We Are What We Pretend to Be
Kurt Vonnegut said that-- and Chris McCoy quoted him this week in the Memphis Flyer, thank you Chris and Kurt.
I still don't have words for what I experienced yesterday. But I want to thank you, my dear reading family, for your care and participation in my process of becoming who I pretend to be: someone a pig might see as an equal, and a friend.
October 23rd, 2015
Reunion with my Converter Pig
who As I write to you I am listening to my dog Ceebee snore on an entirely white queen size bed of her own at a Nashville Super 8 motel.
We rise early to drive the remaining two hours plus to Jamestown, where the Pig Preserve is located, but more importantly, where lives the pig that changed my outlook on a great many things. His name is Abbie Christopher.
My very first blog post was a tad less than a year ago, all in enormous caps because I couldn't figure out weebly yet. It read something to the effect of : HOW DOES THIS THING WORK? OH WELL. TOMORROW WE GO RESCUE A PIG.
Now, ten months later, I've been dancing about the pig, talking about the pig, thinking about the pig, and finally even walking down a path of offering therapy inclusive of pigs. But the question remains: do I know even one thing about pigs? do I really?
My marvelous professor Paul Smith, director of the Equine Assisted Mental Health concentration at Prescott College's Masters in Counseling program has given me a dandy of an assignment. I was looking to narrow down my paper about tomorrow's reunion and he offered the task of "bringing the individual alive on the page" by tracking three aspects of being:
I go armed with nothing more scientific than my body presence, attention, and sketchpad. And a barking walker hound observing from my little car. She's my pet; Abbie Christopher is not. Our relationship is... er... hard to define. Am still working on it.
What is this all about?
I don't know where to start except with my most recent thin slice of understanding. Imagine for a second that you have one rolodex (dated american word for personal or business address book file) that is supposed to contain all the names of anybody who's anybody to you. Anybody that matters. And all your life you thought you had x number of somebodies, and they all walk on two feet and use words to think and communicate. Then one day one name pops out: with a face not like yours; and not so bipedal. And tending to use sounds and body language to say what needs saying. Well, ok. One exception.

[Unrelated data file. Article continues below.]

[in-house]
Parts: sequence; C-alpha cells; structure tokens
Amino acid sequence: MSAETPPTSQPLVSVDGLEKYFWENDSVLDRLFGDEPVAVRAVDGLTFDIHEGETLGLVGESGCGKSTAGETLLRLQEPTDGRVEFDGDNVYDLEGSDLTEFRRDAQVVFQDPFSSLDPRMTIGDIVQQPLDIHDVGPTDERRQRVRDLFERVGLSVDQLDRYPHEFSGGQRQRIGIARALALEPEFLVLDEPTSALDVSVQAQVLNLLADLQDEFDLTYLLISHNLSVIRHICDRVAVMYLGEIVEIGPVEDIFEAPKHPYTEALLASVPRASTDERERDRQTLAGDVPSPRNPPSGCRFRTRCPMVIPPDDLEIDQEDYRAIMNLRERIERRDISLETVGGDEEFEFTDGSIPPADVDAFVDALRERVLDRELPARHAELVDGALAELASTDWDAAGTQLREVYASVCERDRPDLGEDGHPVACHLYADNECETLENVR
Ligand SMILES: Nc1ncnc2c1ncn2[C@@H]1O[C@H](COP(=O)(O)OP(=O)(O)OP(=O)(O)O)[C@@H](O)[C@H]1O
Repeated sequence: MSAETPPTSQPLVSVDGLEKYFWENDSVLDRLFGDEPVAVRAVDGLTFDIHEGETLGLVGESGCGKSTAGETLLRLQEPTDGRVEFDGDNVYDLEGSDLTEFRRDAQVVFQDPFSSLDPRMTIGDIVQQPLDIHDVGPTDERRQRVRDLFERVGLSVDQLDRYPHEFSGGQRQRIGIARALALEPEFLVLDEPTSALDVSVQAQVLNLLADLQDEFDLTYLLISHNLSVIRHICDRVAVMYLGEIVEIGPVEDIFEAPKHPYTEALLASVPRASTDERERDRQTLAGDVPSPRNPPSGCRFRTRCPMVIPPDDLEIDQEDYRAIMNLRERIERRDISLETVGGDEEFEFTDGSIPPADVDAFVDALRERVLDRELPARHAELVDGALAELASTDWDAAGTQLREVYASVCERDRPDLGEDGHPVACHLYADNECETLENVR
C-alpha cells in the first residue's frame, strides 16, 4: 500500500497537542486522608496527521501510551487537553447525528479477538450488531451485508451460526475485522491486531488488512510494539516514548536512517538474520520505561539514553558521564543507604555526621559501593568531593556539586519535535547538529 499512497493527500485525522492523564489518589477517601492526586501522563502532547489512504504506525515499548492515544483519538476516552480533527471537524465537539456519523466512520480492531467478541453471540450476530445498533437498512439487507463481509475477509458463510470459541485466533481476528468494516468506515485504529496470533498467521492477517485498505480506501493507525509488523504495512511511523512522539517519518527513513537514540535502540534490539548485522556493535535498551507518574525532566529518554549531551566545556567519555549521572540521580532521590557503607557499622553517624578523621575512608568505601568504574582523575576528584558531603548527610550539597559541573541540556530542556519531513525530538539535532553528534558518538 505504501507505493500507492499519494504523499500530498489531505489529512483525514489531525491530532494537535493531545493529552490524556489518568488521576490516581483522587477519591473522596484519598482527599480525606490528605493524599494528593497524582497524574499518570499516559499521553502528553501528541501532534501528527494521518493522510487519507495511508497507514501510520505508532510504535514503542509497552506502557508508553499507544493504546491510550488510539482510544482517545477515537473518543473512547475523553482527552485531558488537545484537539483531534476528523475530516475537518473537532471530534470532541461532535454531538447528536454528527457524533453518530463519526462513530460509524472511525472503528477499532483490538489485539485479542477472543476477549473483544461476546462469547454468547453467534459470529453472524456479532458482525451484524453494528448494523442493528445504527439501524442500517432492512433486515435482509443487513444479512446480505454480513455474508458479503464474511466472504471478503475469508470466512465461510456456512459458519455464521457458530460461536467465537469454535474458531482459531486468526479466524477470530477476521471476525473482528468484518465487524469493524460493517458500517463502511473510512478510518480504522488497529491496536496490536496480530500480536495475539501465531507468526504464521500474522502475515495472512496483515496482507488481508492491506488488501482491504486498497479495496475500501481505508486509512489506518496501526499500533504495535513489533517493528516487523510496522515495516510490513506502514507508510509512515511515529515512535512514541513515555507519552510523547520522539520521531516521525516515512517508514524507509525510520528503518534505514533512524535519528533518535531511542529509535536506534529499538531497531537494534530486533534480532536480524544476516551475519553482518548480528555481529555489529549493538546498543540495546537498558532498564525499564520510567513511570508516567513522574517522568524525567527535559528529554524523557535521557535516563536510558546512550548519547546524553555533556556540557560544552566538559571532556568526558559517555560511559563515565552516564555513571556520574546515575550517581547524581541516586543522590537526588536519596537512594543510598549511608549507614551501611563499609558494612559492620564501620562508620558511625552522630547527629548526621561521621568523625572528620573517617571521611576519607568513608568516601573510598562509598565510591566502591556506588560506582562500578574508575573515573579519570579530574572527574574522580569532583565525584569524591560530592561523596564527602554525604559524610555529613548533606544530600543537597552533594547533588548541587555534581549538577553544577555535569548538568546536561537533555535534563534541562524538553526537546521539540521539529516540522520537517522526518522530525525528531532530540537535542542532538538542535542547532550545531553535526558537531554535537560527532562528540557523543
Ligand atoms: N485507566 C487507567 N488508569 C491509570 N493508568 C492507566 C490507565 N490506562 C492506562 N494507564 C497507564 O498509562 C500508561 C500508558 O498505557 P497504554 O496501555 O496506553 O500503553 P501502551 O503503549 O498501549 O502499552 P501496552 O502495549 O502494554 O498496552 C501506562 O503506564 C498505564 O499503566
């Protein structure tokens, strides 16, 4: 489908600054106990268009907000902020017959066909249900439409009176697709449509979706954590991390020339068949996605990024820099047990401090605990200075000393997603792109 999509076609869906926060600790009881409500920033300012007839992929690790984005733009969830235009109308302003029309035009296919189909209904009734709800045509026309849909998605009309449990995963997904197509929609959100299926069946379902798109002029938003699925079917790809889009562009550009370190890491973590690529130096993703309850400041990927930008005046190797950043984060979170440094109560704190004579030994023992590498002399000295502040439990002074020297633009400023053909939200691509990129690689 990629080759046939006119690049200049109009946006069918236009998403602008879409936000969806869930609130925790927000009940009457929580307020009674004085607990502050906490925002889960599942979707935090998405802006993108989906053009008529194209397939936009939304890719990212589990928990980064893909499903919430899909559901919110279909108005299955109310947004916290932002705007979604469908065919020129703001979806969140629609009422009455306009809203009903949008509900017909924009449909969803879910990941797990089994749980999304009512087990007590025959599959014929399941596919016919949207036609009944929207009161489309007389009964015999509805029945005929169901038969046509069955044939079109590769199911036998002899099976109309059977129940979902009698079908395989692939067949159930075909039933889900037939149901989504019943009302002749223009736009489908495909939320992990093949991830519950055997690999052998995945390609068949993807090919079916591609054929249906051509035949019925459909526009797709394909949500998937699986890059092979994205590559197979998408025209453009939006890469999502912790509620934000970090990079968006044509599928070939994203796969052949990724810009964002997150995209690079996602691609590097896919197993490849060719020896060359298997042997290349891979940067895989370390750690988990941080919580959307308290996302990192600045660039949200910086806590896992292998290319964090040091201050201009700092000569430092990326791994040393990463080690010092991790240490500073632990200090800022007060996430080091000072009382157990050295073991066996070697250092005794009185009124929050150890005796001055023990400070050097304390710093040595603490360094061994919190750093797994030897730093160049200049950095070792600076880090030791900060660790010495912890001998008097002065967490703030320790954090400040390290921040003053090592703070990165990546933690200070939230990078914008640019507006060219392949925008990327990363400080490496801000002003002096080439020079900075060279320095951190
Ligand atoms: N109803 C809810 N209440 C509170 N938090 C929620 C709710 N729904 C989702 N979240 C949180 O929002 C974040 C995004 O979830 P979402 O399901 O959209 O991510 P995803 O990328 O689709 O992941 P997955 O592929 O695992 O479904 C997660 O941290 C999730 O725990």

Then another crops up: weird. But you make one more exception.
Then all of a sudden all of these friends... you opened the door and it doesn't close. The door of your rolodex just opens, and opens, and opens, till it can't open anymore.
All these snouts, feathers, wings, all these ways of Being in This World.
It is so joyful to have friends who are so different than me.
I don't think this particular friend will remember me, but I"m hoping we'll reconnect. I'm told he's now kind of awkward adolescent. Not hanging out with big boy Rufus anymore, preferring instead his pack of homies more near his size and social preferences.
Am I cool enough to hang with him?
I never saw a cotton field in bloom until I moved to Memphis. I grew up in Illinois and my rural landscape was made up of the corn & soybeans that my Grandfather, Robert Reeder, grew on his farm in southern Illinois. These landscapes are vastly different but they both resonate deeply within me. I am discovering that landscape is deeply connected to my dance. There is the landscape that I can see, touch, smell, taste, and hear. The tall green summer cornfields of my youth, guarding the land like “dutiful soldiers.” There is also the landscape that lives inside of me; the composition of this unique container of mine. There is yet another landscape that I am coming to know through the practice of Authentic Movement. I close my eyes and wait for the impulse to move that comes from within. This unseeing landscape I have been experiencing through Authentic Movement is ever evolving. It started out circular in shape. It had borders, but they were permeable. Although my eyes were closed, I could still orient myself in the real-world landscape, in my case, Overton Park. The unseeing and the real-world landscape informing me simultaneously. This past Thursday, that all changed. I completely lost touch with the real-world and found myself solely in the unseeing landscape. The space became infinite and the shape not so clearly defined.
I am fairly new to the South, and am trying my best not to be, in the words of W. E. B. Du Bois, “a casual visitor with casual ideas.” What I know for sure is that the landscape of the South speaks to me, as does my internal and this new unseeing landscape I am coming to know.
-Bethany Wells Bak